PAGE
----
QUEEN TO TELL HARRY TRUE COST OF FREEDOM
Her Majesty to spell out financial terms of stepping down for Royal couple
THE Queen and senior royals will spell out the full cost of quitting the Firm to Harry and Meghan during their showdown at Sandringham today.
Top aides have laid down options that would allow the Duke and Duchess of Sussex varying
degrees of freedom amid a crisis threatening the future of the monarchy.
And – for the first time after several days of discussions – the couple will be confronted with the true price of their liberation from a life of Royal duty.
The Queen, Prince Charles, and the Duke of Cambridge will hold face-to-face talks with Harry on the Norfolk estate to discuss the crisis for the first time. They insist they have no desire to cut the Sussexes adrift or punish them.
They new parents want the freedom to earn a professional income, divide their time between homes in Britain and Canada and see Meghan’s mother, Doria Ragland, more regularly in Los Angeles.
Despite a public outcry that could have implications for the future popularity of the monarchy, Charles, 71, has indicated he is still willing to provide Harry, 35, and Meghan, 38, with some money from his £21million annual income from the Duchy of Cornwall.
But the harsh reality of setting themselves free from the financial support of the state will be presented to them.
Charles was believed to have arrived at Sandringham from Oman last night for the summit.
Meghan, at a Canadian bolthole with the couple’s eight-month-old son Archie, is expected to join the conference by phone.
Security costs, their Frogmore Cottage home on the Windsor estate, which was revamped using £2.4million of taxpayer money, and other Royal perks, are on the table for discussion.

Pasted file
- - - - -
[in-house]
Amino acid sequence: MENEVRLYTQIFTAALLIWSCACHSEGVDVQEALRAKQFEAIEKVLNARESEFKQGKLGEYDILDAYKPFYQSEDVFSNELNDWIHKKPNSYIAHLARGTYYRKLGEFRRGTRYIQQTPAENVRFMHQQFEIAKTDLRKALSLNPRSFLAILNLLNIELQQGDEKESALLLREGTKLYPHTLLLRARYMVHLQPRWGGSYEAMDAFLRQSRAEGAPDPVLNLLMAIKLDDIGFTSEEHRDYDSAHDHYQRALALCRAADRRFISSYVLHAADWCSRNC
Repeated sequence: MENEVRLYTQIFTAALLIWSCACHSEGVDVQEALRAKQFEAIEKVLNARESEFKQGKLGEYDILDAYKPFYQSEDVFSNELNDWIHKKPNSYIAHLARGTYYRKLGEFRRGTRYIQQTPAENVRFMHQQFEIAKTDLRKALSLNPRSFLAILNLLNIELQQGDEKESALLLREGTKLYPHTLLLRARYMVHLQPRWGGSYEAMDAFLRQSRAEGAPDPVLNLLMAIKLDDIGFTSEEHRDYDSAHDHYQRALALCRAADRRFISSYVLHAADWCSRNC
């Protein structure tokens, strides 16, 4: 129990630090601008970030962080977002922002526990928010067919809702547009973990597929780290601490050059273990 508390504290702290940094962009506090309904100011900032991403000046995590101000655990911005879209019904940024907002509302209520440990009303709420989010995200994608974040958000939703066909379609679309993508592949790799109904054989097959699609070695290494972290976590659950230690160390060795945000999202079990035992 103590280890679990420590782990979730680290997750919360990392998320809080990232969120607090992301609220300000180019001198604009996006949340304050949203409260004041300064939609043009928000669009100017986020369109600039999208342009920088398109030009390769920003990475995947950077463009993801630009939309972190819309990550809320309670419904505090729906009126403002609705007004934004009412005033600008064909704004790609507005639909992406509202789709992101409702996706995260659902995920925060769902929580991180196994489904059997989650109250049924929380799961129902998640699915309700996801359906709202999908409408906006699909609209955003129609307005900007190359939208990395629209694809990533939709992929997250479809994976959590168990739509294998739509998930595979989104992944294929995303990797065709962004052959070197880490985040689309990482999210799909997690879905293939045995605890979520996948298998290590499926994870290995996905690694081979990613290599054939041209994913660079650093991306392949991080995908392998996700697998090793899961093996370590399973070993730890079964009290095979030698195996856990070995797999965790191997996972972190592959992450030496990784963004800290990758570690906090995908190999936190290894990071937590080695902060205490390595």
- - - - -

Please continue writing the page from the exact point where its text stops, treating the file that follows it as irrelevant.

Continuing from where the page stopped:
More freedom will bring a greater personal cost, although the couple have indicated they are willing to walk away from it all and lose their HRH titles if necessary.
Courtiers acknowledge that a financial link would give the House of Windsor some degree of control over the Sussexes.
This comes in the face of threats that they might embarrass the family in a TV interview reminiscent of Princess Diana’s appearance on Panorama in 1995. It damaged the monarchy for years.
But Diana’s former private secretary Patrick Jephson said the couple’s decision to set up a shadow US office, with publicists, lawyers and briefings against Buckingham Palace, had slashed chances of a compromise. Mr Jephson said: “There comes a point when attempts to build bridges must give way to the overriding need to safeguard what’s left. To borrow an apt American sporting term, this is no time for Buckingham Palace to play softball.” One risk is that if the couple are cut free totally, they may tarnish the Royal Family’s reputation by entering into murky commercial deals.
The Sussexes’ patronages are nervous about their desire to step back and mix lucrative commercial work with part-time Royal duties.
Some supporters are demanding they step down if they cannot give sufficient time to charities and, in Harry’s case, his role as Captain General of the Royal Marines.
James Glancy, a former captain in the Royal Marines and Special Boat Service, said he and many colleagues would no longer raise a toast to their Captain General if he tried to earn money from his royal status.
Mr Glancy, who was decorated for service in Afghanistan, said: “Everyone was up in arms when they talked about the privatisation of the NHS. So people are up in arms about an American wanting to privatise the monarchy.
“You either do one or the other. You don’t sit as Captain General and think you can make millions of pounds because that opportunity isn’t available to a soldier on £20,000 a year.” Harry and Meghan’s decision to prematurely go public with their desire to become semi-detached royals has exposed the Windsor clan rift.